The week of a major championship is an odd time to change irons, especially when the major in question is the Open Championship. Depending on the weather, it’s not out of the realm of possibility to use every conceivable shot in the arsenal over the course of 18 holes. To execute some of those shots, it takes time to build up a trust level with new irons and feel confident they’ll perform in a game situation. That doesn’t happen overnight.
On paper, Jordan Spieth’s decision to shelve his Titleist 718 AP2 irons for a set of Tour-only T100s — which were released one month ago at the U.S. Open — looks like a bold move. But considering Spieth ranks 141st this season in strokes gained: approach the green, now might be as good a time as ever for a shakeup.
Spieth has something else going in his favor: He knows these irons better than anyone else on Titleist’s staff.
According to the equipment manufacturer, Spieth played the biggest role during the development of the T100, which is expected to replace the venerable AP2. More than two years ago, Titleist’s director of iron development, Marni Ines, began a dialog with Spieth to get his wants and needs when it came to the new iron.
“I remember a couple of years ago when we were talking about my AP2s and the Titleist team asked what I’d like to see improved,” Spieth said. “I told them I preferred the sole being a little bit different and the least amount of offset and top-line as possible.”
After going back and forth with Ines and Titleist Tour rep J.J VanWezenbeeck, Spieth received his first look at the final T100 prototype during a company photoshoot at Scioto Country Club during the week of the Memorial. He instantly noticed a difference between the overall shaping and offset of the new club and his previous set.
“They slide through the turf nicely, and my mishits are straighter and further than on my AP2 irons,” he said.
The only thing that took some getting used to for Spieth was seeing T100 in the cavity instead of the usual AP2 badge.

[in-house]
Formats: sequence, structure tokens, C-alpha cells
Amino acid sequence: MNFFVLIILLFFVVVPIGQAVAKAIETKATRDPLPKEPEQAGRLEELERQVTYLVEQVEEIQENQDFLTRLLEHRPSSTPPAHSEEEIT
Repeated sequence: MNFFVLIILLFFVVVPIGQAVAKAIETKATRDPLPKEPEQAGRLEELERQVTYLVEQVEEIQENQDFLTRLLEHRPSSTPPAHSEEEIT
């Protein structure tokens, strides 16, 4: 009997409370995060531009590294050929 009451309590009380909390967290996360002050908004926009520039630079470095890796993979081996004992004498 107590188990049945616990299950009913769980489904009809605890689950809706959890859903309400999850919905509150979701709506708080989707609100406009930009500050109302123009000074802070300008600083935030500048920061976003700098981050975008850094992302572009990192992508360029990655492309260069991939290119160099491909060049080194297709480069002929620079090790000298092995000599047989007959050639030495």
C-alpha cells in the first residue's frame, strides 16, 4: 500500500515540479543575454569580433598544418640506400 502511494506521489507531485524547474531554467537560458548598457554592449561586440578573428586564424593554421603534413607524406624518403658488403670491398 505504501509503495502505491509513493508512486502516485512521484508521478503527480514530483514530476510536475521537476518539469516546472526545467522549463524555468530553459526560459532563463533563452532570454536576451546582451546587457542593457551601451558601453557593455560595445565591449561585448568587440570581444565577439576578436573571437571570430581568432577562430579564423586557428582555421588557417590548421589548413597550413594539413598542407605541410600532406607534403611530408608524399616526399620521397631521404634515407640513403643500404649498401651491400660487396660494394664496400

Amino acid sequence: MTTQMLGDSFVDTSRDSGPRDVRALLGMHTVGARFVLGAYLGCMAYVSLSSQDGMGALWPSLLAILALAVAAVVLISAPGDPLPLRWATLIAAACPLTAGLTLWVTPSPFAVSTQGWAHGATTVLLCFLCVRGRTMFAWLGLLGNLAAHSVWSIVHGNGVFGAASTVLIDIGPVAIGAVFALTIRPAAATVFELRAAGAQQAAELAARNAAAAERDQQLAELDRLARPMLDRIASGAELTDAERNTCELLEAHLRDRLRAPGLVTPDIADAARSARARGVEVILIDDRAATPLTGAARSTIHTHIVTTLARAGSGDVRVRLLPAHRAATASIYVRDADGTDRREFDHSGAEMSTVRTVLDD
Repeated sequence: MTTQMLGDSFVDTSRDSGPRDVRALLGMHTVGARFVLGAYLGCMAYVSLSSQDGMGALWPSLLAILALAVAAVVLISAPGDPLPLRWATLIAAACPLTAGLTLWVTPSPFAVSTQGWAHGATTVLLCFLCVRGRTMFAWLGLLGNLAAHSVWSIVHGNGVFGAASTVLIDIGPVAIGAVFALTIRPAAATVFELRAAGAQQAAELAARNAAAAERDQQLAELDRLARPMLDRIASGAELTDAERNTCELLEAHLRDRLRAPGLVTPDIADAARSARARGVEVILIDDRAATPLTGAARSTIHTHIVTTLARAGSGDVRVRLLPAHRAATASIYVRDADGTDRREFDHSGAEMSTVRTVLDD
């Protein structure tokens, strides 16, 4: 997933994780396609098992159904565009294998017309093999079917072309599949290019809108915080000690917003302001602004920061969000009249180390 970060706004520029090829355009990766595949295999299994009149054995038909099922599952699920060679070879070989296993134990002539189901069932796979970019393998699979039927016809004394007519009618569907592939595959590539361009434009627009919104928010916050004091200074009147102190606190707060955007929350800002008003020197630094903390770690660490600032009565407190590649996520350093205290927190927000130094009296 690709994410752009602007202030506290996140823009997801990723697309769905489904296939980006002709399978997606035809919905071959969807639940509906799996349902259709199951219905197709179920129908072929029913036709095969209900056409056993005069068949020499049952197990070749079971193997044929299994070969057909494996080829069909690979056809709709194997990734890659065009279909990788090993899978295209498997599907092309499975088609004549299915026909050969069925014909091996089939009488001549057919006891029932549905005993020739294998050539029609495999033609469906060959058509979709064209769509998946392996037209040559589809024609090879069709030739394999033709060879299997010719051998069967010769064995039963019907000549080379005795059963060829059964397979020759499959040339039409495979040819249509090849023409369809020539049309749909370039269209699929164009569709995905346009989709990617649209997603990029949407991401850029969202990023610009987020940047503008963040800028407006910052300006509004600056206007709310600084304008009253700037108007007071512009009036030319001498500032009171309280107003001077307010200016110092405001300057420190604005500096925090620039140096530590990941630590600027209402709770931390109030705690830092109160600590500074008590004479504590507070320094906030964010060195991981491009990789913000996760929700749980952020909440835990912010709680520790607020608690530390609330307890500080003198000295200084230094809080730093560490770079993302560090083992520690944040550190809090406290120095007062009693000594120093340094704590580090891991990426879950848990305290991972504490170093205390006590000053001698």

“I’m sitting there saying, Man, I played the same iron that said the same thing on it since 2010, probably earlier,” he said. “But I’ve been playing Titleist clubs since I was 12 years old, and they’ve never led me the wrong direction and they’ve always gotten better. And the idea of a name change — really an entire change across the board with their irons — is big. But there are big changes.”
Spieth isn’t one to change irons on a whim. It took him close to 3 1/2 years to go from 714 AP2 to 716 AP2 before waiting a full year to transition into 718 AP2. But after seeing the irons at Memorial, Spieth asked if he could put the irons in play that week.
There was one problem: Titleist wasn’t planning to release the irons on Tour until the Rocket Mortgage Classic, but similar to the release of the TS Series woods at last year’s U.S. Open, player feedback moved up the launch to Pebble Beach.
Spieth opted to take the irons home and put them through a rigorous testing session to build up his confidence in the new set before officially giving them the green light at Portrush. Spieth’s T100 irons (4-9) are built at standard length with Project X’s 6.5 shafts.
Spieth feels comfortable enough with the irons to put them in play, but the only thing that matters at this point is how they perform on the course. We won’t have to wait long to find out.
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